While today may be the official end of Black History Month, we hope that you are inspired to celebrate Black excellence all year long. You can keep the celebration going in many different ways. Here are just a few impactful ways to do so.
Reading about the successes of important historical figures is a great way to continue learning. These are a few of our favorite books showcasing just that. Be sure to click the linked titles to dive into a fun video storytime of each book.
The ABCs of Black History is a poetic tale about some of the pivotal figures and moments that make up Black history. It’s a lively alphabet book with a rhythmic flow that goes over important topics that you and your child can talk about together.
I Am Brave: A Little Book about Martin Luther King, Jr. is a board book meant for little ones to learn all about who Dr. Martin Luther King, Jr. was. It is an interactive adventure through the pillars that he embodied – education, love, justice, peace, and taking a stand.
The Youngest Marcher is a powerful story about Audrey Faye Hendricks, the youngest known member of the Civil Rights Movement. The book follows 9-year-old Audrey as she details life during the time of segregation laws. All she wants is to have the same rights as her White counterparts and is inspired to join a peaceful protest. In doing that, she became a changemaker that played a significant role in repealing segregation laws.
Dream Big, Little One is a gem of a book that inspires little ones by showing them that they can do whatever they put their minds to. Little ones are encouraged to reach for the stars and take chances like Maya Angelou, Bessie Coleman, and other great leaders in Black history.
Hidden Figures is a story about four intelligent, talented mathematicians who defied all odds to send us on our greatest adventure. These women made incredible discoveries that fueled the space race. This book is the inspiring story of their perseverance and the impact of their life’s work.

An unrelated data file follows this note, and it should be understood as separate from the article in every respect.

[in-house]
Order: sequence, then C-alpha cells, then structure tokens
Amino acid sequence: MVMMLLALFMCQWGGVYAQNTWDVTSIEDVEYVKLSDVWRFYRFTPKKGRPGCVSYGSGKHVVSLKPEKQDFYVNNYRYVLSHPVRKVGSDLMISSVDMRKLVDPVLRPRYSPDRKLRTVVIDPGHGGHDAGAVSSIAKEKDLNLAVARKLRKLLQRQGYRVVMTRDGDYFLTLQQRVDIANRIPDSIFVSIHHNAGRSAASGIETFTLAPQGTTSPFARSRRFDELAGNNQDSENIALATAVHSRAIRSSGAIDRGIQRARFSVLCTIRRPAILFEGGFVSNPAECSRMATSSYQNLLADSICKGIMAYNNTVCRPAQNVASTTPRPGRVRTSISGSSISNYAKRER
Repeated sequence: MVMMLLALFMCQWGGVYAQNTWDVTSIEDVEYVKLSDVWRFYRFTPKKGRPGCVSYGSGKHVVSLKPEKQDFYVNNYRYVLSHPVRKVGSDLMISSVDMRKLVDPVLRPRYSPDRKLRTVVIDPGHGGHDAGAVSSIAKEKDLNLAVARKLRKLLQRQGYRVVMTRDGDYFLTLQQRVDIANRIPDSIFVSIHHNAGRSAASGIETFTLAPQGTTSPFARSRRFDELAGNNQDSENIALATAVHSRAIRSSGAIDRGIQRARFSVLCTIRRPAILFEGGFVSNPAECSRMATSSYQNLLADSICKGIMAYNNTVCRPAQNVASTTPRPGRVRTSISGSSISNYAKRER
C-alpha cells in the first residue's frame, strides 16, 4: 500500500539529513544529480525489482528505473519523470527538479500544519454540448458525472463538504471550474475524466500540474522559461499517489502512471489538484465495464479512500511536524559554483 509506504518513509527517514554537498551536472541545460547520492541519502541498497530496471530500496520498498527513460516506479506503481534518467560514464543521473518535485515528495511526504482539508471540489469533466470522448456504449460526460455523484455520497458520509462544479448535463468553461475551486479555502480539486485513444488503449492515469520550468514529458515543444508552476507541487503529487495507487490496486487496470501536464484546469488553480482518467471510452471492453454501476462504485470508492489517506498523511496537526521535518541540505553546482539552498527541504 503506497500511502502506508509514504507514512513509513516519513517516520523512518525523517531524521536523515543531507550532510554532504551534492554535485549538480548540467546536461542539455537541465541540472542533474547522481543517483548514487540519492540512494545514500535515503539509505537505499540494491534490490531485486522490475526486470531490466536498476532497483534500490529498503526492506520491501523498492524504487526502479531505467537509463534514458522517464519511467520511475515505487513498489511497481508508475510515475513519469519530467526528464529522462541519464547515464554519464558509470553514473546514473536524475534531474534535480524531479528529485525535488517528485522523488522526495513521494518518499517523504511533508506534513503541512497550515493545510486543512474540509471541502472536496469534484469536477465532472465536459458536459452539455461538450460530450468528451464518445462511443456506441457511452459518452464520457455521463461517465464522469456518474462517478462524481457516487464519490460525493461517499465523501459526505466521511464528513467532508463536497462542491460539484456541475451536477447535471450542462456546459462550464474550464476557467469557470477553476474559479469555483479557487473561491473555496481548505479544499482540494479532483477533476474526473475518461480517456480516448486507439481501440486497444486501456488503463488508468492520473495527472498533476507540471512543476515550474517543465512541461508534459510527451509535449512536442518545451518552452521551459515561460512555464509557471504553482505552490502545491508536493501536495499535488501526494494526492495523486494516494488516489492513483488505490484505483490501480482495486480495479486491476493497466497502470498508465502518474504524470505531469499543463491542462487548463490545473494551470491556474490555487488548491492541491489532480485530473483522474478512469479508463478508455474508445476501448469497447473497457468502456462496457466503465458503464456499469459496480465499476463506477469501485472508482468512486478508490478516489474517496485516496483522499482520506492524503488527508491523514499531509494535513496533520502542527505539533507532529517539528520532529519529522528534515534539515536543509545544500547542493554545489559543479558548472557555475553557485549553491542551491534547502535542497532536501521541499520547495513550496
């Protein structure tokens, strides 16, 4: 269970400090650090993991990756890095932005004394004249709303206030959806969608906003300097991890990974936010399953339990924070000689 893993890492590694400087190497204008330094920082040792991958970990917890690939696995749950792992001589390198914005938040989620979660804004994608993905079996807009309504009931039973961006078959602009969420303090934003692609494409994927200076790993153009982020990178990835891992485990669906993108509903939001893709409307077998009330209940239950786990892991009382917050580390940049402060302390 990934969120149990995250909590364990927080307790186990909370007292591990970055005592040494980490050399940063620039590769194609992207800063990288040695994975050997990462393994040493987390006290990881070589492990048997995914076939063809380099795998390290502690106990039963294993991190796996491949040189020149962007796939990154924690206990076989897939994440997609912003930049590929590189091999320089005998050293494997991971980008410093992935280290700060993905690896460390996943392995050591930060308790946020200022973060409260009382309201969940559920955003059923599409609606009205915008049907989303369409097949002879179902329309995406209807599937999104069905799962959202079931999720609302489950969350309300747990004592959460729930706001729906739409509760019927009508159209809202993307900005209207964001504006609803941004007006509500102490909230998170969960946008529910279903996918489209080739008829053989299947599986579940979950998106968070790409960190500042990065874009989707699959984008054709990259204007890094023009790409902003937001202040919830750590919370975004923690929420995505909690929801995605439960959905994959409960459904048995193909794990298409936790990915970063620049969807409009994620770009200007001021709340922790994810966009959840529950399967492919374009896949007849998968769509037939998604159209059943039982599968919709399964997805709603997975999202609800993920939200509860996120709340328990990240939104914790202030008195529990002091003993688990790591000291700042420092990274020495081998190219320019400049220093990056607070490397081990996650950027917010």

I Am Rosa Parks is about Rosa Parks’ life and her journey through fighting the harsh conditions of segregation. It goes over the events that led up to her arrest, a crucial moment that helped inspire the Montgomery Bus Boycott. Thanks to her brave actions, after 381 days of boycotting, the buses were integrated at last.
Be a Role Model
You are no doubt already an excellent role model for your child. And when it comes to celebrating Black excellence all year long, you can be one for your child in this respect, too. Simply making them aware of brave chance-takers like those in our book list above and teaching them about all sorts of cultures that may be similar or different to their own are some steps that can make a very big impact.
We too are dedicated to taking steps toward making an impact, as one of our core values is creating a level playing field for all. Through Kintsugi, our powerhouse diversity and inclusion mission, we work to foster a workplace that is equitable, diverse, and inclusive. This mission is truly a vital part of who we are and what we stand for. You can learn all about how we are turning our values into action here.
Teaching your child how to advocate for something that they believe in just like their favorite heroes could be a great way to celebrate and honor Black History Month as well. You can start with teaching them important self-advocacy skills so that they know how to advocate for themselves as well as others. According to the Organization for Autism Research, you can teach your child this skill in a few key ways. You can start by giving them the freedom to make choices such as asking whether they want to play with one toy or another. You can show them that their needs are important by having them take part in planning their own activities, such as with a calendar. You can also encourage them to try doing activities as independently as possible so that they understand the importance of doing things on their own.
We know that advocacy is a crucial skill, which is why we advocate for all children and work towards a level playing field for all. This research demonstrates that the most effective treatment to improve outcomes for children with ASD is through early intervention programs. Despite that, the CDC explains that Black children are less likely to be diagnosed and more likely to miss out on the ABA therapy services and diagnoses that they deserve. Through important trainings and our diversity and inclusion mission, Kintsugi, we are working to eliminate these racial disparities in the ABA field.
We hope that these tips help you and your family celebrate the importance of Black History Month all year long!